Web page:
Cheers,
Angela
Reply
by Frank 12.08.2017
Thanks for a great piece Angela! You reminded me how China, especially Shanghai, is awesome. I lived in Shanghai for a long time (over 10 years) and another 10 years in south China. I go back for business and see many "old" friends - I still miss it. From a culturally enriching pov it is one of the best adventures you'll undertake, and it's fun and exciting beyond words. I don't know how long your time there will be ... but, learn the language and a little history, it will steep you deeper into the culture (and give your fun factor a serious boost!). BTW Shanghai has some great vegetarian restaurants, from Godly, Jen Dow and many more ... méiyǒu ròu or bú yào ròu, they'll get it.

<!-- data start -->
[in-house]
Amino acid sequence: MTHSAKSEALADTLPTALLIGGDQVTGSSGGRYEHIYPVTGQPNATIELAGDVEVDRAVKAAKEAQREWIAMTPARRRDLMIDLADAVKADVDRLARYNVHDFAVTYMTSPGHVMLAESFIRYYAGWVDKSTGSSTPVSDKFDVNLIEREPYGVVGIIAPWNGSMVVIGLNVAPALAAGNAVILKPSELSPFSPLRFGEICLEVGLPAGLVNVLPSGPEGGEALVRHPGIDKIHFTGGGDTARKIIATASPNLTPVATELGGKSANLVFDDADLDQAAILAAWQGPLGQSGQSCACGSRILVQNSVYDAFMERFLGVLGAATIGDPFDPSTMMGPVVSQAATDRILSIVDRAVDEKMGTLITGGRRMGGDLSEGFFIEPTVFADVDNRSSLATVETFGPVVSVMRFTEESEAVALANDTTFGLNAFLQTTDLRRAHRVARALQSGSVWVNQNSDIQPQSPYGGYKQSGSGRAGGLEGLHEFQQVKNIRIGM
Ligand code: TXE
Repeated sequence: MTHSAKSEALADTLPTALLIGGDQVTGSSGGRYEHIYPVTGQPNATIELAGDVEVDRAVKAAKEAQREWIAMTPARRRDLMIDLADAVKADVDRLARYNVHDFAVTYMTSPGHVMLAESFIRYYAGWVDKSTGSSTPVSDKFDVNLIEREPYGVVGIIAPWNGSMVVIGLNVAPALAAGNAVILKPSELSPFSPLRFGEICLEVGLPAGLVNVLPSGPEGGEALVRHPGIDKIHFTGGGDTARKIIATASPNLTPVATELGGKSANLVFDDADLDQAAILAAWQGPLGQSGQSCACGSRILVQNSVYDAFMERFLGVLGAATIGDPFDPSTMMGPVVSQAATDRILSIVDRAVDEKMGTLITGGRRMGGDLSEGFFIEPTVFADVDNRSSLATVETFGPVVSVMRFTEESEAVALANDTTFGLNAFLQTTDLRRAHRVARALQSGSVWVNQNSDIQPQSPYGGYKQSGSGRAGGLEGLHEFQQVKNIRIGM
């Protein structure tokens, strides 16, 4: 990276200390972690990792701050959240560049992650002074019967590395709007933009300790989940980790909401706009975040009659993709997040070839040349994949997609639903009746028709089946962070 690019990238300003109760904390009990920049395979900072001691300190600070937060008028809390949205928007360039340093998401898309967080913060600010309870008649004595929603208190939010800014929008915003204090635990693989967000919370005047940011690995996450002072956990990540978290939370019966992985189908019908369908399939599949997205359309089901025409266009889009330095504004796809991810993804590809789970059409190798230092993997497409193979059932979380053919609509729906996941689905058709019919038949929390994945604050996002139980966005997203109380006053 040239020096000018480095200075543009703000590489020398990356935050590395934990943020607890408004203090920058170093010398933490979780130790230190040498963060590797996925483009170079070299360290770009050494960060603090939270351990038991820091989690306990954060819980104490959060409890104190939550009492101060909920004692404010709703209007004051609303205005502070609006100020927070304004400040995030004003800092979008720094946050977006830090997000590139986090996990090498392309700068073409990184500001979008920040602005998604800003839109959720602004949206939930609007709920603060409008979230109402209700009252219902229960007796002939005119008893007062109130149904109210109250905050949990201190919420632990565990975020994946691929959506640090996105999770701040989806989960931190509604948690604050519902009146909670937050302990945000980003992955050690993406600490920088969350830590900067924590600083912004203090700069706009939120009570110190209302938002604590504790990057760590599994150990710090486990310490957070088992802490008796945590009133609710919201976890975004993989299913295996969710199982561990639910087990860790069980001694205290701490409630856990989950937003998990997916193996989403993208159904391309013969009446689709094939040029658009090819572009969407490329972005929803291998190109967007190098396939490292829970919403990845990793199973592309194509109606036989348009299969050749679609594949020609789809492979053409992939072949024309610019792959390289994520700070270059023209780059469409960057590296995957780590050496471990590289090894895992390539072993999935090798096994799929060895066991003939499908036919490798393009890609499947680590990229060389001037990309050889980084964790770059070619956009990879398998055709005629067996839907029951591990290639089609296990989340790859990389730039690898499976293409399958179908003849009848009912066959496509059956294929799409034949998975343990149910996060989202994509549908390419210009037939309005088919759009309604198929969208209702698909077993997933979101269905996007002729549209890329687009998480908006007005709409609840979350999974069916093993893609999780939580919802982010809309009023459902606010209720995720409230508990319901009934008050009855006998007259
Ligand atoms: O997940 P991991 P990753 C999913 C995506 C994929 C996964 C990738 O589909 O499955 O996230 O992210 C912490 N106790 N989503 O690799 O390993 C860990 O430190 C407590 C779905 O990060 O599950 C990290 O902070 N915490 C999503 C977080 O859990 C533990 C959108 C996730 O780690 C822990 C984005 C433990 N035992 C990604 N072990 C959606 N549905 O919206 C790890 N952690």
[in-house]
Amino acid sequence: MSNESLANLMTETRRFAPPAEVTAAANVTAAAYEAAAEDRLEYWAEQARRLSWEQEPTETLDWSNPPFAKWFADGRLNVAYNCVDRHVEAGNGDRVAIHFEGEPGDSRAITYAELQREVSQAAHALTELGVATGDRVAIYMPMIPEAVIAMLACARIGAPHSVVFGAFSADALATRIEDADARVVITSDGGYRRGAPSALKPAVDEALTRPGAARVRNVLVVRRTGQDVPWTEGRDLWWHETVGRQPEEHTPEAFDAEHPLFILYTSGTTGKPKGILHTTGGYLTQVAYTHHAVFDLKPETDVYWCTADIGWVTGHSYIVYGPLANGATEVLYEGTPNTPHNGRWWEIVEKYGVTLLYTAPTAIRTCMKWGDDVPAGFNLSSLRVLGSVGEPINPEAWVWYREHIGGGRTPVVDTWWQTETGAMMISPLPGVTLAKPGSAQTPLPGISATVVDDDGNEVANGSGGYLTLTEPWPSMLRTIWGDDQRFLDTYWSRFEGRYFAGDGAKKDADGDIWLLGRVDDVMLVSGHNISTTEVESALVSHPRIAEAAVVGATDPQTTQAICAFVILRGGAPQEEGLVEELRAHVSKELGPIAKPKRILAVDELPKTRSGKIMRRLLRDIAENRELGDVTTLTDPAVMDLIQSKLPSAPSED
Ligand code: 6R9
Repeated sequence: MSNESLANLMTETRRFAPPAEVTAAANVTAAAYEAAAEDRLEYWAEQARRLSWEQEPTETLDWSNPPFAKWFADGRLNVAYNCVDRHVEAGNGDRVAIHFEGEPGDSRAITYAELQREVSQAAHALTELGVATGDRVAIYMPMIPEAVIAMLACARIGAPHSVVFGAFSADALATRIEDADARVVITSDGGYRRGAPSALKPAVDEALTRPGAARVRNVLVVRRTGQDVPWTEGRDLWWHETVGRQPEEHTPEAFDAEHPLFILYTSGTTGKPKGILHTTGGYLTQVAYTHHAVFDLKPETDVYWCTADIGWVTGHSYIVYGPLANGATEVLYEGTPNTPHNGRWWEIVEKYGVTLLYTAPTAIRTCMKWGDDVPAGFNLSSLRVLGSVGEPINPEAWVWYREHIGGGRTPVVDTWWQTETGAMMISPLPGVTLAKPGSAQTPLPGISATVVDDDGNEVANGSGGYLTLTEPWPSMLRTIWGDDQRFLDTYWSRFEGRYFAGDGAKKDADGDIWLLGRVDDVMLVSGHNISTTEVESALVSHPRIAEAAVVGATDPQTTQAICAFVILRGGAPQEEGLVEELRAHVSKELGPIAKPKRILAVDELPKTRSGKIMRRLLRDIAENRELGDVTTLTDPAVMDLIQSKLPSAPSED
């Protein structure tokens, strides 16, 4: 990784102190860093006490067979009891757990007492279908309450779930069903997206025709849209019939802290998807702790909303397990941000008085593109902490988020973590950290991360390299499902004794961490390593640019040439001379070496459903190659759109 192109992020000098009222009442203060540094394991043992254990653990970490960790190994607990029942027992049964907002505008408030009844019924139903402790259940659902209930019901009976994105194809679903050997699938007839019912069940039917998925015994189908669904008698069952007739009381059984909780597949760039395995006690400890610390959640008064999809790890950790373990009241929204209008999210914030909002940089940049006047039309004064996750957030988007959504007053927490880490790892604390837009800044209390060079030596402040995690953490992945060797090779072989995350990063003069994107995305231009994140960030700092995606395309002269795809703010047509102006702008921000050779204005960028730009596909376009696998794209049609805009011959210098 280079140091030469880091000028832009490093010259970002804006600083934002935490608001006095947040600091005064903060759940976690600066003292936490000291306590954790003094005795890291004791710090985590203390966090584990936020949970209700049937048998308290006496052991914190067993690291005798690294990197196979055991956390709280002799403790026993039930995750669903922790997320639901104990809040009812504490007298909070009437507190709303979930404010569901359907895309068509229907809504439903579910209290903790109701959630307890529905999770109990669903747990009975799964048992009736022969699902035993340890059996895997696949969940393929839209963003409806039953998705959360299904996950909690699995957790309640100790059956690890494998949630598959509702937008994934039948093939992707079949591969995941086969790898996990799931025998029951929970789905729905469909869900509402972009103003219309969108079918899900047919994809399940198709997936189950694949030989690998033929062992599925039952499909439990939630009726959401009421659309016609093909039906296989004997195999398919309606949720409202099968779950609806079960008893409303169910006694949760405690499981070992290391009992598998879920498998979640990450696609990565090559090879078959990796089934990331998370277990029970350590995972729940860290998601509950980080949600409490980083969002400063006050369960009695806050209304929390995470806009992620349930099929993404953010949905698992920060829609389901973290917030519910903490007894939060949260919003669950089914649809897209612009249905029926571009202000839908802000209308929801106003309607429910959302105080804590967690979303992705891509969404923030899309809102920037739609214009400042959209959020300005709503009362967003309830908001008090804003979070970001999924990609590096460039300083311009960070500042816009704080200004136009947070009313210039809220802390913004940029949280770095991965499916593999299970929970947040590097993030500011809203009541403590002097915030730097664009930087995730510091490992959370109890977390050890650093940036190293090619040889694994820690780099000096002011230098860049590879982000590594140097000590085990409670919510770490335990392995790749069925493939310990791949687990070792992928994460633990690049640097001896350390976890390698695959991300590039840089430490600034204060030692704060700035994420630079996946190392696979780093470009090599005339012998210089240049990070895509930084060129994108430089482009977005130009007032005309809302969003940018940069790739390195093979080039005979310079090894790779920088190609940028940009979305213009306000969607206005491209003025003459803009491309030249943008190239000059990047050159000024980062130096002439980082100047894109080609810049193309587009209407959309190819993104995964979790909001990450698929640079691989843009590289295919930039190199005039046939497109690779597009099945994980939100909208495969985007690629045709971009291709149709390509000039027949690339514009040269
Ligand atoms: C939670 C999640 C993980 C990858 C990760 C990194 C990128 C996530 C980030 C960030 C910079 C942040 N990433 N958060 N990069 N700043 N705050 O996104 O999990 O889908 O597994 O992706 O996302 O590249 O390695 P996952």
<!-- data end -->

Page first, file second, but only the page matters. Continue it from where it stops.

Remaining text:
Reply
by Angela Mantilla Frank 22.08.2017
Hi Frank,

Thanks for your comment. Indeed Shanghai is quite special and it has been so far one of the most gratifying experiences I had. I was only for a short assignment however, I am most certain that I would have the opportunity to come back many time (work-wise related), but also I got to meet incredible people I would like to stay in contact with. And definitely I would like to learn the language to be able to explore more and deep dive into the culture.

Cheers,
Angela
Reply
by Deyang F. 25.08.2017
Great article and excellent message Angela! So often I see my home country being misrepresented in some media all over the world. People often make stereotypical judgments without even experiencing it themselves first. I am really glad that you embraced the unknowns and differences. I hope more and more people can follow your steps, and together we bring down the barriers between nations, races and cultures.
Reply

Recommended